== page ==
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On my recent road trip, I visited one of my local libraries and borrowed 5 books on tape. We listened to 3 of them. I’m a big fan of Craig Johnson, the author of a series of mysteries taking place in Wyoming, and a TV series on Netflix called Longmire. This book, A Serpent’s Tooth: A Longmire Mystery was really complex. Hard to explain, but it’s about graft and greed and oil. Worth reading, for sure. Also read Stone Kiss by Faye Kellerman, another complex mystery about Lt Decker, an LA cop who journeys to NYC to help out his family when a murder occurs. Lots of violence in this one.  Not particularly a fav book, I’d venture. Then read Leaving Time: A Novel by Jodi Picoult. I’ve read most of her books – always very riveting. In this book, you’ll learn a whole lot about elephants since the protagonist in it is a young girl whose mother disappeared when she was quite young. Her parents ran an elephant sanctuary in New Hampshire. In the ensuing years, Jenna has tried to find clues as to her mother’s whereabouts because she just cannot believe her mother would have up and abandoned her. There are a whole cast of characters (her mother, her father, employees at the sanctuary, a cop or two, and a psychic). All play fairly prominent roles. Fascinating book – I really liked it, almost as much for the education about the behavior of elephants as about the mystery. A great read.

Also on the trip, I read a book (on Kindle) for one of my book clubs, The Swans of Fifth Avenue: A Novel by Melanie Benjamin. It’s about the relationship between Truman Capote and his “swans,” a group of aging high society ladies, and specifically Beth Paley. I don’t know whether to recommend this book or not. Truman Capote was not a nice man, although the whole novel (vs. non-fiction, which this is not) is conjured from speculation about the years Truman was kind of adopted by the group of women. He cared about all of them (most were married/divorced, wealthy women) but in the end he betrays them all by writing a novella about their secrets, their marriages, their affairs (theirs or their spouses, information they’d all shared with him, thinking he could be trusted with their innermost secrets). It was scandalous, and yes, all that part is true. I finished the book, but almost felt like I’d read a “dirty book.” There is no graphic detail in this book – it’s just what Capote did to destroy these women, supposedly his dear, darling “swans.” He was the villain in the book, and in his old age . . . well, I won’t spoil the story if you’re interested in reading it.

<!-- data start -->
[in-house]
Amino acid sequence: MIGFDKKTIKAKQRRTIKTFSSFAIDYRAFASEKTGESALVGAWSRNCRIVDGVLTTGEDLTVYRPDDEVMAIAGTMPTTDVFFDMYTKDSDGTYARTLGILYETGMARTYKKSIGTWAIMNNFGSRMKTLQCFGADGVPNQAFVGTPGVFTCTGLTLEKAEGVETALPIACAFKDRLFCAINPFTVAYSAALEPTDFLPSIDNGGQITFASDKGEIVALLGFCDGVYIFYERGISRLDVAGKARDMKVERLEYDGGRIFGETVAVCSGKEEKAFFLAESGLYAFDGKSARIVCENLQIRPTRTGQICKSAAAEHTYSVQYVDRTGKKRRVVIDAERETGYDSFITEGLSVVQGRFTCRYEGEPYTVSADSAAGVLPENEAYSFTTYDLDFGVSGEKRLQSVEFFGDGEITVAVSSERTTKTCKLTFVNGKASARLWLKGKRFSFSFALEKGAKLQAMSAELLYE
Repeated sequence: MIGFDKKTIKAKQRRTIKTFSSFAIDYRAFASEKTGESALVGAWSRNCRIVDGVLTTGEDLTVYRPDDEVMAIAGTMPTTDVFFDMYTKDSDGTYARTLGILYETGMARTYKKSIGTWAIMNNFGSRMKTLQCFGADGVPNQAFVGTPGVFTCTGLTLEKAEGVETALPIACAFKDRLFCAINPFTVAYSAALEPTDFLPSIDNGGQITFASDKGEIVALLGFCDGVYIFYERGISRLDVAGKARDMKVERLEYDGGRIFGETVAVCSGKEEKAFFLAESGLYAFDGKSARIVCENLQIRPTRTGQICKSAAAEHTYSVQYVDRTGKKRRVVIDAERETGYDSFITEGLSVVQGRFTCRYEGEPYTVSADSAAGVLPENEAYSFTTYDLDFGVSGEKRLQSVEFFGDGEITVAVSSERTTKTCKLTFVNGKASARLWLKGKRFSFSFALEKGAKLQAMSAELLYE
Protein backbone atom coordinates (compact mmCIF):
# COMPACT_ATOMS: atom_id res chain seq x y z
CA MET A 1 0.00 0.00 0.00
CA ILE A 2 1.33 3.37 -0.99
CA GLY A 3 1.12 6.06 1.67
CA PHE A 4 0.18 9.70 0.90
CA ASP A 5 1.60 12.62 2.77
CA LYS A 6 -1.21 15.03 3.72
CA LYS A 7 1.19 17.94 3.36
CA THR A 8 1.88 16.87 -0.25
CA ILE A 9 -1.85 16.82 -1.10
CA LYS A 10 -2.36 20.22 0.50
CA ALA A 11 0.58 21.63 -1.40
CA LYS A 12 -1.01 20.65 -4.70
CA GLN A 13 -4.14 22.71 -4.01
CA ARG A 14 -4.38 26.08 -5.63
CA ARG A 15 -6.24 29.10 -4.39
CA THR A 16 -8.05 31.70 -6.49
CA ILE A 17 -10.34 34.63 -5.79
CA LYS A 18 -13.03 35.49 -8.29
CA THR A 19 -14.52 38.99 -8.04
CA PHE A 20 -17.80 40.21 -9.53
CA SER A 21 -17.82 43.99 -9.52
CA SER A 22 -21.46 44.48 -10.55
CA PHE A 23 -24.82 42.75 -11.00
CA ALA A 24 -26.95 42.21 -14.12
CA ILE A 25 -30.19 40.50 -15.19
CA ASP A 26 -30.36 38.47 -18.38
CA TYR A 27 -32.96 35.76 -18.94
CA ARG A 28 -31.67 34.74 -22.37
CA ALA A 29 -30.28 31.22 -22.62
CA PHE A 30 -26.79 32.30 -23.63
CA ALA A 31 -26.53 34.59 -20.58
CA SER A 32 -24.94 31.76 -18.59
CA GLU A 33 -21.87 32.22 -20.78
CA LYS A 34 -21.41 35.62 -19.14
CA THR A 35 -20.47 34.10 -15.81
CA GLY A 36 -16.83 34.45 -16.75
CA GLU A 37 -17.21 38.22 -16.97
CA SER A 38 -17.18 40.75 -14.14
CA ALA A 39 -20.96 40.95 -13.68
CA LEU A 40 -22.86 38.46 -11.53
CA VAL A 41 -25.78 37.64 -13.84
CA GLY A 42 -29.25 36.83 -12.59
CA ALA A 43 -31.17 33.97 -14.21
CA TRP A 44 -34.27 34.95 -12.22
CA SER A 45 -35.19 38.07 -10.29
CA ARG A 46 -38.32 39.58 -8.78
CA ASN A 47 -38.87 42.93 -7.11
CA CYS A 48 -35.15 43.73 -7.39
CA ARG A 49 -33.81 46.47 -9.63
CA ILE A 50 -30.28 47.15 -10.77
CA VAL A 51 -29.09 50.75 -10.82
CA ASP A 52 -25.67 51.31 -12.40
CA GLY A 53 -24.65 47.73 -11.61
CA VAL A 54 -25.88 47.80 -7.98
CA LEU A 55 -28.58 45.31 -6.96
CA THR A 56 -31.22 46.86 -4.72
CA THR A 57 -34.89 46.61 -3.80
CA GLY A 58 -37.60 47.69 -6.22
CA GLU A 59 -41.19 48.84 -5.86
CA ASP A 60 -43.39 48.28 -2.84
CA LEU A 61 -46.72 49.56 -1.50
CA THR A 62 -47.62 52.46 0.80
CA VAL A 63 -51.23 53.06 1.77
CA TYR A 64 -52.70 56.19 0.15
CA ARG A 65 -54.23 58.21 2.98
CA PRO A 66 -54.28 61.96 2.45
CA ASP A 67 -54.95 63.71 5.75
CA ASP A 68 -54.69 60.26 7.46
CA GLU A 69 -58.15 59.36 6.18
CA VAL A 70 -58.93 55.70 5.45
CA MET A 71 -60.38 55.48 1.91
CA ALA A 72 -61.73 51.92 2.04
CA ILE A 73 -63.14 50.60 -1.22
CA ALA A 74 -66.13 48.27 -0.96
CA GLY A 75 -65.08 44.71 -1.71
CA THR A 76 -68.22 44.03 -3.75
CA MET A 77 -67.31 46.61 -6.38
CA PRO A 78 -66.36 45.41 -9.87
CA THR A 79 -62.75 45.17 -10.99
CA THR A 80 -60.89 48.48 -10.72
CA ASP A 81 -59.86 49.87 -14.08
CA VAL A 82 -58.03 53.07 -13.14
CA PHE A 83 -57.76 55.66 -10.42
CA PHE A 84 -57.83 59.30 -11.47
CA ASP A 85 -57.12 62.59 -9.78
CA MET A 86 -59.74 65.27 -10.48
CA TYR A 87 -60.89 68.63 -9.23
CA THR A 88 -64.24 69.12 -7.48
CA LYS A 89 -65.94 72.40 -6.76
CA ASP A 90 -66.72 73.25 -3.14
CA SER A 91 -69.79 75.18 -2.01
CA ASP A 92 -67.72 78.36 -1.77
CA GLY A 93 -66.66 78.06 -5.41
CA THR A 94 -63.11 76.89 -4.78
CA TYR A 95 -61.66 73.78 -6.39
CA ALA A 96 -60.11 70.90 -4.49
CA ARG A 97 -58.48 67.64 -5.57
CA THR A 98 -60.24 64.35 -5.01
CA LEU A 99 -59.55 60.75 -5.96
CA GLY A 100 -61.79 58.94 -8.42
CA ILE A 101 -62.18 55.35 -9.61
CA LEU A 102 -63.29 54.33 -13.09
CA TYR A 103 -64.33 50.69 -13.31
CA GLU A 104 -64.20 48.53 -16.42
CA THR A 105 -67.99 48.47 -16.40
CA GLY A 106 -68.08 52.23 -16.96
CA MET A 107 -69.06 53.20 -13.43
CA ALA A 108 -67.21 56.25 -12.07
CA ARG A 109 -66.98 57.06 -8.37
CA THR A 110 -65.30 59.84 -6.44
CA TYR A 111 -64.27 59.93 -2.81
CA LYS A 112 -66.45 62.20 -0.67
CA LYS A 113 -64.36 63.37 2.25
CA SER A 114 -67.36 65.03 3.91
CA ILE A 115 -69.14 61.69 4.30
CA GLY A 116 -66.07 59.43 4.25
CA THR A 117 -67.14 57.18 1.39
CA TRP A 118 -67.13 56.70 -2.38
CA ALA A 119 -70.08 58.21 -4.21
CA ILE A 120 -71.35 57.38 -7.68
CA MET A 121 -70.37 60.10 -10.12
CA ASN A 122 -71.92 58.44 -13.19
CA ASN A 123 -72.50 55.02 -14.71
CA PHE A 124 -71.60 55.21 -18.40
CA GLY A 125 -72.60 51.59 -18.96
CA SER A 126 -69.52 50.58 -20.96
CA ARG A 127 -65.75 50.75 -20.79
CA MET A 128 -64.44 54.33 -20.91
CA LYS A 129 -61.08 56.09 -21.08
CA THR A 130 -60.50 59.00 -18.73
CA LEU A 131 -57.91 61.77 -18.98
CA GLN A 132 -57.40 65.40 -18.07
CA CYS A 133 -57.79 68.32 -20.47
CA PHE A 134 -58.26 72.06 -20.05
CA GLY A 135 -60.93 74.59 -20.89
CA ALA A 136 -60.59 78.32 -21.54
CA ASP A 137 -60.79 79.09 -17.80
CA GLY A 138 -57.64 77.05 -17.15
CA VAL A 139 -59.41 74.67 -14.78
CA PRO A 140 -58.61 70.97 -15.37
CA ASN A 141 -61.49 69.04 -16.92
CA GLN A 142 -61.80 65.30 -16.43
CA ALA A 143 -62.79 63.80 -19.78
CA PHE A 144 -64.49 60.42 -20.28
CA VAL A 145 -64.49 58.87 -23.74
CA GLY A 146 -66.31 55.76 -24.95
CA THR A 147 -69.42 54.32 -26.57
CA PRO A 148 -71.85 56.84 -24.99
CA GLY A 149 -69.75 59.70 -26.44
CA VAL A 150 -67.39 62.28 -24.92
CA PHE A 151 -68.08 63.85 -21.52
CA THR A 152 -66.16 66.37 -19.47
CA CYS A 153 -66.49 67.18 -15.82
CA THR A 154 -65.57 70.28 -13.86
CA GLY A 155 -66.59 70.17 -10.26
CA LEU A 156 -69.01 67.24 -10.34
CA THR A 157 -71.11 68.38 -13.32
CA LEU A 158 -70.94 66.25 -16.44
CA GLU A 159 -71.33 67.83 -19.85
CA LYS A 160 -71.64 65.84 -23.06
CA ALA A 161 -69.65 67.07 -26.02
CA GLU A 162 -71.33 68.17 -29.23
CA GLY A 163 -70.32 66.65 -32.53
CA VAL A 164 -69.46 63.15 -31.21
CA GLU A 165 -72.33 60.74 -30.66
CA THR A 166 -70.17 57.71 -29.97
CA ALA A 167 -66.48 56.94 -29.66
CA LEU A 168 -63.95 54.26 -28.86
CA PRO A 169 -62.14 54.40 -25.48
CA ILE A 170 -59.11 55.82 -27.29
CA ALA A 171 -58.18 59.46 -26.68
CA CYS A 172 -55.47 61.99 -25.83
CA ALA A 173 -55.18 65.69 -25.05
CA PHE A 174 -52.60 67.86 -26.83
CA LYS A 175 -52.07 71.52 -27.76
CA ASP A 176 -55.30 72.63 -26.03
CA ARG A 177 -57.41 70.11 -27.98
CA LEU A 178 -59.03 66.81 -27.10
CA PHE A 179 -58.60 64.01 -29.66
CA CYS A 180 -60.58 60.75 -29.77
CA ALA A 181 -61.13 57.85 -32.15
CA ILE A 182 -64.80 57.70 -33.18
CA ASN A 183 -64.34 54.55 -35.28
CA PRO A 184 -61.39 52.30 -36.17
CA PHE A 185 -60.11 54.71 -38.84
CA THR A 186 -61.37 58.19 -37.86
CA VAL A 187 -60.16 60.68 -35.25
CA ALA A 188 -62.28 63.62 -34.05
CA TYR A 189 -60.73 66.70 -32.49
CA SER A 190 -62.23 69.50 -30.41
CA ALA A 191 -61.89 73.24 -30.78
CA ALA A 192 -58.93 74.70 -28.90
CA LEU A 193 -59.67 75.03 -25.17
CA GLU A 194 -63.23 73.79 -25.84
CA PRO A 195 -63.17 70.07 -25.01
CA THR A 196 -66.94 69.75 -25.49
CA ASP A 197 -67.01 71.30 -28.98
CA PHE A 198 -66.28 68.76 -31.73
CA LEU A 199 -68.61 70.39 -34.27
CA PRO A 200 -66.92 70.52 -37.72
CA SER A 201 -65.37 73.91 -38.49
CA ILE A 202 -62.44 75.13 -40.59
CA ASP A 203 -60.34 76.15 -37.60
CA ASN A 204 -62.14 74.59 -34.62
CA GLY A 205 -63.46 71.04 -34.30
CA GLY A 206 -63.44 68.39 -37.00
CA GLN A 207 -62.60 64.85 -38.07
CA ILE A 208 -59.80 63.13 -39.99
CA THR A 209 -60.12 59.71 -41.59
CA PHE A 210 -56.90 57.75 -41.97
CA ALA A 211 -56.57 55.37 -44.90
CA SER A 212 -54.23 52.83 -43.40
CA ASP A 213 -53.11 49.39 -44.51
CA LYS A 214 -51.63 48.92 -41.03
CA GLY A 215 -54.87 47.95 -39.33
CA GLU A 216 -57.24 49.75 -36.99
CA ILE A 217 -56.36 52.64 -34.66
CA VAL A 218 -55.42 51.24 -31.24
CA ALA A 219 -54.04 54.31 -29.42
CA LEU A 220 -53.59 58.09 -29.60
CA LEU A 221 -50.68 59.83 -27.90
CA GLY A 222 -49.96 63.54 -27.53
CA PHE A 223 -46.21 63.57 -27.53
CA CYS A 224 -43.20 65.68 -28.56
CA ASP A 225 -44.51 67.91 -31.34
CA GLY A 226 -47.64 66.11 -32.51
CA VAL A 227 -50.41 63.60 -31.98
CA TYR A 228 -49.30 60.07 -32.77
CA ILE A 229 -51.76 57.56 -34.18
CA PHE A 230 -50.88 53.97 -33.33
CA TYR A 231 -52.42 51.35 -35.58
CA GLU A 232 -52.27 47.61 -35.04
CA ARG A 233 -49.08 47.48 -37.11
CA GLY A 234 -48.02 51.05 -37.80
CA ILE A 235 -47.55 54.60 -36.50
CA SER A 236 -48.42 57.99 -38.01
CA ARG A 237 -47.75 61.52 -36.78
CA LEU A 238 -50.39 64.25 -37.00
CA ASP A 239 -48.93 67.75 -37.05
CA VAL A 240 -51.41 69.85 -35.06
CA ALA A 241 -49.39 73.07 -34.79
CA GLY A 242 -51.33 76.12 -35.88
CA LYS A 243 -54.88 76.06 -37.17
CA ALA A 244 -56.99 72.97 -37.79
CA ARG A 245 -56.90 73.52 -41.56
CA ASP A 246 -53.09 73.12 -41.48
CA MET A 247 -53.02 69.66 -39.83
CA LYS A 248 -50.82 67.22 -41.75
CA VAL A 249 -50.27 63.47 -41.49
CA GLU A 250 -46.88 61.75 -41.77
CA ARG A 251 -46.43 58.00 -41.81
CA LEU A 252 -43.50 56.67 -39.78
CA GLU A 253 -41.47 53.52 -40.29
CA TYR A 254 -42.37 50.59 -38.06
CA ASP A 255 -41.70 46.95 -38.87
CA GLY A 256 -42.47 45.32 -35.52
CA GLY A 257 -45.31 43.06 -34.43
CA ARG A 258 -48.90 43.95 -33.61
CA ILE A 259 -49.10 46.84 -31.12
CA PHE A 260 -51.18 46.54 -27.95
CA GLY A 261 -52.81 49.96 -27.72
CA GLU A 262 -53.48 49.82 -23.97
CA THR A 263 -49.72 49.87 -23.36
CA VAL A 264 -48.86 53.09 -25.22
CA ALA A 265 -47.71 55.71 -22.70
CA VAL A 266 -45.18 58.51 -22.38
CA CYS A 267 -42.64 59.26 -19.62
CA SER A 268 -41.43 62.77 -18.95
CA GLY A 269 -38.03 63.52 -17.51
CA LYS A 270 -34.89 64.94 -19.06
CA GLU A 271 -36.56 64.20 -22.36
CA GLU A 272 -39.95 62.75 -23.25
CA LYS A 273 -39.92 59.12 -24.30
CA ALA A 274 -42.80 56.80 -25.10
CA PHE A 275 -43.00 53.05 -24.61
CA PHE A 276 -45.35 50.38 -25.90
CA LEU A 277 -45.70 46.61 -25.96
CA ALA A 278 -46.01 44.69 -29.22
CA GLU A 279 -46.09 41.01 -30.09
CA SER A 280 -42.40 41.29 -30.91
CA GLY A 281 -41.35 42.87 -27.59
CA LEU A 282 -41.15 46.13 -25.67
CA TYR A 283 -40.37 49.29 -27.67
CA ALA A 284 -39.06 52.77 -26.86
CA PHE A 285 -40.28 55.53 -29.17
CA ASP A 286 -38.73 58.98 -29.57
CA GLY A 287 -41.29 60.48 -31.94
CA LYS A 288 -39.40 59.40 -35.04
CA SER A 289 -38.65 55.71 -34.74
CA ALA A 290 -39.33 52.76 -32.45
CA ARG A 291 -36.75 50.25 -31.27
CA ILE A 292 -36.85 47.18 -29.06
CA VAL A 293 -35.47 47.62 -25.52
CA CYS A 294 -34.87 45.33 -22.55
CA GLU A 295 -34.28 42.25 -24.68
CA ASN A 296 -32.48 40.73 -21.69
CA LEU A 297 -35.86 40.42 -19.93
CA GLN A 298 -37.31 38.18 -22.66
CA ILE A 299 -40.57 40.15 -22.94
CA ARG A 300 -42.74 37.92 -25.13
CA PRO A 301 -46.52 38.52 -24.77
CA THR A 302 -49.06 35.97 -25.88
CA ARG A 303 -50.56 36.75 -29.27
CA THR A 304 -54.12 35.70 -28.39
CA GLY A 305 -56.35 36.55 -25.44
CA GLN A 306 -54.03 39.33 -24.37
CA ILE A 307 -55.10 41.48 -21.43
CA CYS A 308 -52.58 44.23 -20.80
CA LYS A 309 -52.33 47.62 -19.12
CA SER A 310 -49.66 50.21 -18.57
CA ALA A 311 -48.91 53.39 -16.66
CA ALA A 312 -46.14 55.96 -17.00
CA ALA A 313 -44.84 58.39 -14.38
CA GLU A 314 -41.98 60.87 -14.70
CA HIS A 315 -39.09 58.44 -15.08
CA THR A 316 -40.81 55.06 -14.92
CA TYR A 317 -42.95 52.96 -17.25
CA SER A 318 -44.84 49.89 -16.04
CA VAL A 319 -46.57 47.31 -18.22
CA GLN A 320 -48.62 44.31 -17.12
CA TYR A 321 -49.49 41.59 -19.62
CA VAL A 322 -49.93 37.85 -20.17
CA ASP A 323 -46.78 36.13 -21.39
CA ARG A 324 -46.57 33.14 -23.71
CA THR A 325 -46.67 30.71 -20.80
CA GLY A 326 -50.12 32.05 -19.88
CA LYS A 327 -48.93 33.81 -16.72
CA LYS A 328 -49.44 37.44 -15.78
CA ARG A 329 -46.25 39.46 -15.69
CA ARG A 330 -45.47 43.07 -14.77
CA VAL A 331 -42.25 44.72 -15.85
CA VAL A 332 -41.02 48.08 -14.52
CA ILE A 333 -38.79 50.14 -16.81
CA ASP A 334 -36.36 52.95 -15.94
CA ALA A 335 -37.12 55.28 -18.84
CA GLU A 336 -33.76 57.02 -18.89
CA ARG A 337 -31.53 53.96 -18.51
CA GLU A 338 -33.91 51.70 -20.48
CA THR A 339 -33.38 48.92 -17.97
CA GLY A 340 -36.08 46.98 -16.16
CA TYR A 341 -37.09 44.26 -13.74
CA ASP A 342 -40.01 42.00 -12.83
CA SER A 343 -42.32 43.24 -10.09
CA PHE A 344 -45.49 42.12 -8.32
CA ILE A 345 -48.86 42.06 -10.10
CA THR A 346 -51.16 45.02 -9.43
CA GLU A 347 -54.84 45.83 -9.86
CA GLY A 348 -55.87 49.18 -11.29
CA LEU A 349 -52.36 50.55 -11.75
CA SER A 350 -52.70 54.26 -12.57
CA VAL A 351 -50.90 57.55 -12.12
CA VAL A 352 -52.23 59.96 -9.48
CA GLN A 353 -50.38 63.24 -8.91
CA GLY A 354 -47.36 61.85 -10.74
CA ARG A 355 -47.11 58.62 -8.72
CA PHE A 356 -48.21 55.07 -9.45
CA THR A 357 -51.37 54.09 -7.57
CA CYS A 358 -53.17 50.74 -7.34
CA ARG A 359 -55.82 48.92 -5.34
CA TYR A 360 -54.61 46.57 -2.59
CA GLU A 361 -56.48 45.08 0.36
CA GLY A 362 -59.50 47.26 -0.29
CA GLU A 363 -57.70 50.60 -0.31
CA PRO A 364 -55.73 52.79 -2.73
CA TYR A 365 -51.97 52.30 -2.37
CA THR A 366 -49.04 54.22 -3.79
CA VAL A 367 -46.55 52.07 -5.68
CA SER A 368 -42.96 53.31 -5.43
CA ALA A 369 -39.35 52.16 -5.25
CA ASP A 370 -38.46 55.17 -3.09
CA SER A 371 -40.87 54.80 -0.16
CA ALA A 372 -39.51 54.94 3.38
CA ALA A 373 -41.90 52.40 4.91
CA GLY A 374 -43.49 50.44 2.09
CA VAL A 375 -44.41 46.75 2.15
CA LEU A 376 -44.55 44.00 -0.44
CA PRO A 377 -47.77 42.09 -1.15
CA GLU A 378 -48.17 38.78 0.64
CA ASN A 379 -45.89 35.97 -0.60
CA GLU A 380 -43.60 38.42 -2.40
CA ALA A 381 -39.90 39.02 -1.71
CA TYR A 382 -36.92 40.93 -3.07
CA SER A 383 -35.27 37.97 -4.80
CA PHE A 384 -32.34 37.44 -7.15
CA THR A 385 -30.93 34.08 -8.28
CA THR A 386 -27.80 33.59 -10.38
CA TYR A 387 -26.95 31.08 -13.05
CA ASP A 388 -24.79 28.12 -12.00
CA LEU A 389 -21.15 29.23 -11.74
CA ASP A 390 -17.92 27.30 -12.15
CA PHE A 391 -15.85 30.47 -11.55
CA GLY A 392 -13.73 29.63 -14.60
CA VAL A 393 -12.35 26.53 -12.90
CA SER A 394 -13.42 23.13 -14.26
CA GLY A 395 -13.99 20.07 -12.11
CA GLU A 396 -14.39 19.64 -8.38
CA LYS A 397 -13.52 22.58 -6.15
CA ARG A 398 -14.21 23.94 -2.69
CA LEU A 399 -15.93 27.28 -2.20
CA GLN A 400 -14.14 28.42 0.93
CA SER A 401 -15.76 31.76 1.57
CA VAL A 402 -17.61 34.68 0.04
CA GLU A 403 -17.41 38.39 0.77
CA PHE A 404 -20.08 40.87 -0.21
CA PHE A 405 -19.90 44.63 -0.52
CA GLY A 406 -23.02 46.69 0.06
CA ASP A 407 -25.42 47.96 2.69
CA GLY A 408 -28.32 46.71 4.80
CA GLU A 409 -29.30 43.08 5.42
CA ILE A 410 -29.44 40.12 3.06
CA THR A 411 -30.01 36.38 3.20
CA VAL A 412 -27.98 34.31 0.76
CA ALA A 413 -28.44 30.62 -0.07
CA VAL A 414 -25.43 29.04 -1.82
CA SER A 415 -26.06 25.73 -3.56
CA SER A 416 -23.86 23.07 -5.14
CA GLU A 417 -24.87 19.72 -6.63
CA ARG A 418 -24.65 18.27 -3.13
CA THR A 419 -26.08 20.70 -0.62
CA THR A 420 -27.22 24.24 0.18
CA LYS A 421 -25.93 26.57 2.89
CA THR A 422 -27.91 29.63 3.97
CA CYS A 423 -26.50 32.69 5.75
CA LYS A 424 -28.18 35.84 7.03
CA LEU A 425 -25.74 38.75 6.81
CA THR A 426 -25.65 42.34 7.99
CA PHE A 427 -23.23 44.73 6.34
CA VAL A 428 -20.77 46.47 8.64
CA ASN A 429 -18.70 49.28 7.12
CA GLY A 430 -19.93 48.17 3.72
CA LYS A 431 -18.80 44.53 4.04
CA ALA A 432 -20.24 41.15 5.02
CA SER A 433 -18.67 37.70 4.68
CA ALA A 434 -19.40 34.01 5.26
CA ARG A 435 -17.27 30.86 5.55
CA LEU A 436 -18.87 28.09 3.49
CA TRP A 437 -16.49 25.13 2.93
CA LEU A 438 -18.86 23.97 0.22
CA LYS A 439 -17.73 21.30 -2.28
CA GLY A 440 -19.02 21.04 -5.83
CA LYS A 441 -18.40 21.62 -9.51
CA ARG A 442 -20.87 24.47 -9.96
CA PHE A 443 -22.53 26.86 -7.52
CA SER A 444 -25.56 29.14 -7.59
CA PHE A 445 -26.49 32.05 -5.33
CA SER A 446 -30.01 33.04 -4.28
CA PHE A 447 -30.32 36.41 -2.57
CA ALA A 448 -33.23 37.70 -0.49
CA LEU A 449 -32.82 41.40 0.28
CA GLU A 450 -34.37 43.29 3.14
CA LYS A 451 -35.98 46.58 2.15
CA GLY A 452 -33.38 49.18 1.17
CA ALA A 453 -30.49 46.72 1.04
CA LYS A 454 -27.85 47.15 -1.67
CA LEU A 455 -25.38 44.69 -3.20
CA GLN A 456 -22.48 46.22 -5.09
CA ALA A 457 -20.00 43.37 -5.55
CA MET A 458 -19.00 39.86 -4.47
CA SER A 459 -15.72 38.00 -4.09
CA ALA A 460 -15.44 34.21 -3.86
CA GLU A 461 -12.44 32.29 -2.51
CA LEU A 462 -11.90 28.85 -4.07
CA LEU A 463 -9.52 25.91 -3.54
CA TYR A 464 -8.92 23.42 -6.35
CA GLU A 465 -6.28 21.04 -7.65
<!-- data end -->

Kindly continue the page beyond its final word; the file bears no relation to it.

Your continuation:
I’ve written up an entire blog post about this book. (It hasn’t been posted yet, but will soon.) It may be one of the best books I’ve read in a long, long time. It’s a memoir by Pat Conroy (an author I’ve long admired). He died a year or so ago – sad, that. In order to get the most out of My Reading Life, I recommend you BUY THE HARDBACK. I can’t say enough good things about this book. It’s an autobiography of sorts, but not really. He never wrote one, I don’t think, and I doubt he would ever have written one as he likely didn’t believe anyone would want to read about his (sad) life. In this memoir, he chronicles the books (and the people who recommended them) that influenced his life. Starting at his mother’s knees and continuing through influential teachers and mentors and friends. One of my book clubs read it, and I devoured it, cover to cover, with little plastic flags inserted all the way through to re-read some of the prose. Pat Conroy was a fabulous writer – he studied words from a young age and used them widely and wisely throughout his writing, but better than most authors would. He adored his mother, and hated (with venom) his aviator military father who physically abused everyone in the family, including his mother. They all took it like stoic Buddhas. I’m going to have to read Thomas Wolfe’s Look Homeward, Angel because of reading this book. I’ve never read it. Conroy says that book’s first page is the best first page of any book he ever read in his life. Wow. And maybe my book group is going to re-read Tolstoy’s War and Peace (Vintage Classics) too because of the chapter on that book. We might have to assign that to a 2-month or longer read. If you have friends or family who are avid readers, this would make a great gift, this book, My Reading Life. If YOU are a reader, it needs to be on your bookshelf, but in hardback, so you can go back to it and re-read his stories. It’s a series of essays, each one about a sub-section of his life. A must-have and a must-read.

Also read The Towers of Tuscany by Carol Cram. It was a bargain book through amazon or bookbub (e-book). Back in the Middle Ages women were forbidden to be artists. Their only place was in the home, caring for children and sewing and cooking. But the heroine in this book was taught to paint by her widowed artist-father (in secret, of course). When her father suddenly dies, all hell breaks loose and she must fend for herself. Much of the book takes place in Siena (and also San Gimignano) as she disguises herself as a boy in order to continue her life’s passion – painting. Very interesting story and worth reading.

 

Tasting Spoons